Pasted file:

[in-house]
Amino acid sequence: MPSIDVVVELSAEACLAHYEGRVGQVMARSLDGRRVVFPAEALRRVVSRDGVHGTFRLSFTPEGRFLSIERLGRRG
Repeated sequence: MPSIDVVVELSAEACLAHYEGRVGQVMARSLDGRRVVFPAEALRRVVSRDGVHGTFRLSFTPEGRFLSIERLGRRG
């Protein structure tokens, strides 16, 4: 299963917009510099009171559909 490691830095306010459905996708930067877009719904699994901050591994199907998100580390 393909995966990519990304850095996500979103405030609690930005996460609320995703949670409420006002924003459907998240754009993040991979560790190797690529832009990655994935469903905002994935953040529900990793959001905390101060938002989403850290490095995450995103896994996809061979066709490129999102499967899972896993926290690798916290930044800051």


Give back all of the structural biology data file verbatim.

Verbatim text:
[in-house]
Amino acid sequence: MPSIDVVVELSAEACLAHYEGRVGQVMARSLDGRRVVFPAEALRRVVSRDGVHGTFRLSFTPEGRFLSIERLGRRG
Repeated sequence: MPSIDVVVELSAEACLAHYEGRVGQVMARSLDGRRVVFPAEALRRVVSRDGVHGTFRLSFTPEGRFLSIERLGRRG
């Protein structure tokens, strides 16, 4: 299963917009510099009171559909 490691830095306010459905996708930067877009719904699994901050591994199907998100580390 393909995966990519990304850095996500979103405030609690930005996460609320995703949670409420006002924003459907998240754009993040991979560790190797690529832009990655994935469903905002994935953040529900990793959001905390101060938002989403850290490095995450995103896994996809061979066709490129999102499967899972896993926290690798916290930044800051």